Emma Hughes

Published 1/1/0001

Based on the gorgeous Waiheke Island, Emma creates beautiful, effortless and emotive imagery for her clients. "We photographers are curators of history, not just our own but those we capture as well. We may not be saving lives or anything, but we are preserving them for those that will follow and that's a pretty cool job to have."

Where are you based?
I live and work on beautiful Waiheke Island.
When did you first pick up a camera and what was it?
The family Pentax was the first camera I started seriously playing around on when I was about 15.

Tell us a little about your style of photography.
I often hear from my clients that having a shoot with me is 'effortless'. I think that this comes through in my lifestyle portraiture which is very natural.  On a wedding day I mix this style of natural capture with some quite stylized portraiture that has a bit of glamour/fashion to it.  My personal work has been described as ethereal and evocative, which I hope also plays into my wedding work a little too.


What gear do you use?
When I made the transition from film to digital I had a selection of Canon lenses so I stayed with Canon.  In my bag on a wedding day I have two Canon 5DmkII's, a 70-200mm, 24-105mm, 50mm 1.2 and 85mm 1.8, partnered with some occasional lensbaby action.  I also have flash units when required, although the bulk of my location work is natural light.  I also have a studio which I use on occasion for portraits.
If you had to choose only one lens, what would it be and why?
I love my 85mm at the moment, a perfect portrait lens.


 What is/has been your greatest challenge as a photographer?
Moving from a home based business into a mainstreet gallery with staff was a huge eye-opener for me.
What do you feel has been your greatest photographic achievement to date?
I recently put on an exhibition of studio portraits of 70+ year olds which was accompanied with audio of their voices answering some questions about life, love, advice for the young, etc.  People were really moved by the exhibition and would come in and sit for ages listening and looking at the photos.  I felt really proud to have created something that touched so many people.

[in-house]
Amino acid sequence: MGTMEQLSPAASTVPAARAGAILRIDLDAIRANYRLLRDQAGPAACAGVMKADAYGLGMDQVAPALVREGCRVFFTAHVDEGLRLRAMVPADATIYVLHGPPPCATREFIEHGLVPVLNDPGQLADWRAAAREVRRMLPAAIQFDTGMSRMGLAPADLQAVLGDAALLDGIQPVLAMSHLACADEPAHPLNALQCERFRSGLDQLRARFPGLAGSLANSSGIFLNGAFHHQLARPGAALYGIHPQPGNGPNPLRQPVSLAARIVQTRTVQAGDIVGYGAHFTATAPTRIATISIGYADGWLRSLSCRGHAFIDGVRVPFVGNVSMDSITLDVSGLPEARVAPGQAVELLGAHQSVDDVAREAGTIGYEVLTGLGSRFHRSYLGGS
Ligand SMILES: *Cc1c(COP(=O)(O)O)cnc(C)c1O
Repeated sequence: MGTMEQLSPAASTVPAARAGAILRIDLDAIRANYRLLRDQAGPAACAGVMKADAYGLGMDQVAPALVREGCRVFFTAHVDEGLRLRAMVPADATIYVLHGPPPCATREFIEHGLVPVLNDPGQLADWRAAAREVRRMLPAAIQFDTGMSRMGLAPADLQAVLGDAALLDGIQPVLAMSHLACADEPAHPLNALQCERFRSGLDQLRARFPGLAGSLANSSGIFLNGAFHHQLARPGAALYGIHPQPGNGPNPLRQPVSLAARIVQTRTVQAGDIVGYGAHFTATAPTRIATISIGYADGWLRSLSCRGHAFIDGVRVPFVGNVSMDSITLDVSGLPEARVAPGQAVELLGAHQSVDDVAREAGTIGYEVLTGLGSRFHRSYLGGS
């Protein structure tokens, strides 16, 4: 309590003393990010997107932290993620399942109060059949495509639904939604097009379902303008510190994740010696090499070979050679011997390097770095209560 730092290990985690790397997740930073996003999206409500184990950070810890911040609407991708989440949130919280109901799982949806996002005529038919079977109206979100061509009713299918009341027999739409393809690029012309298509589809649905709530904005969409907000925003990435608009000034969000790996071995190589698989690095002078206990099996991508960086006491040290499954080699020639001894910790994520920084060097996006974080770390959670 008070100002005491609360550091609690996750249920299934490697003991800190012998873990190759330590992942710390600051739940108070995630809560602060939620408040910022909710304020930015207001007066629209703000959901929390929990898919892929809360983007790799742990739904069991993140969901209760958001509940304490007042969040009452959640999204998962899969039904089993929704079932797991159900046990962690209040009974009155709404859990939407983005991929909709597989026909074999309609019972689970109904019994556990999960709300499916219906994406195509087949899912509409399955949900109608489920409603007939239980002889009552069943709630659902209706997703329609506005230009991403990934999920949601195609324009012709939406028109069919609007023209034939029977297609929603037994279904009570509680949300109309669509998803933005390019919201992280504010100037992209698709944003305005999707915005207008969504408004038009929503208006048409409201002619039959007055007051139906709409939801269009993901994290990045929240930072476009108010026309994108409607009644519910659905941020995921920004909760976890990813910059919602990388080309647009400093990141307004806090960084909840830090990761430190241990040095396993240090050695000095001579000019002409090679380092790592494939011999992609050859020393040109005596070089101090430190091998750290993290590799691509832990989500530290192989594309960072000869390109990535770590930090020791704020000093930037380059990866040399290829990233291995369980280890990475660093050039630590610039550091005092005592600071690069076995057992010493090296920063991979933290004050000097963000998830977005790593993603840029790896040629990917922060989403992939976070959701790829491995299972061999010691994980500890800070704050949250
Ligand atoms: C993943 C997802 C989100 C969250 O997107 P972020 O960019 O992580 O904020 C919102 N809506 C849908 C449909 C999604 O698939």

If you weren't a photographer, what would you be?
Probably a journalist.  Or maybe a graphic designer.
Could you describe your dream client/job?
Anything where the brief is for me to just do my thing makes me very happy!

What tips or advice do you have for budding photographers?
Practice, practice, practice.  (Oh, and for the sake of our industry please stop under-cutting professionals who actually make their living from photography).


How have you dealt with the rise and demand of videography - have you noticed more clients wanting video coverage as well as stills with there wedding?
Only about 20% of my wedding clients have video coverage of their wedding day, so it hasn't really affected me greatly thus far.  If I am asked, I recommend videographers that I know are good and enjoy working with.


Could you take us through your typical day?
Like most business owners, a typical day for me includes far more 'running of the business' than taking photos (sigh).  Tasks include emails, marketing, post-production, talking to clients, sorting and culling images, dealing with the lab, designing albums, and so on.  I shoot around 25 weddings a year and about 40 portrait sessions a year so those are in there too somewhere.

In your opinion, what makes a good photograph?
Heart.  I'm drawn to images that move me and feel like they step outside of 'day to day' experience of living.  I LOVE motion.  And emotion.
What do enjoy doing to take a break from photography, what recharges you?
Spending time with my family and friends.  I love going out for drinks and stuff like that.  Sitting in the sunshine makes me very happy.  Reading a good book.  I also love kick boxing and have been doing that for several years - that definitely recharges me!

Who motivates or inspires you to keep doing what you do?
Every time I have a client who is moved by what I have captured of them and their family, I realise afresh what a great job this is.  We photographers are curators of history, not just our own but those we capture as well.  We may  not be saving lives or anything, but we are preserving them for those that will follow and that's a pretty cool job to have.
See Emma's Website
or her Facebook page


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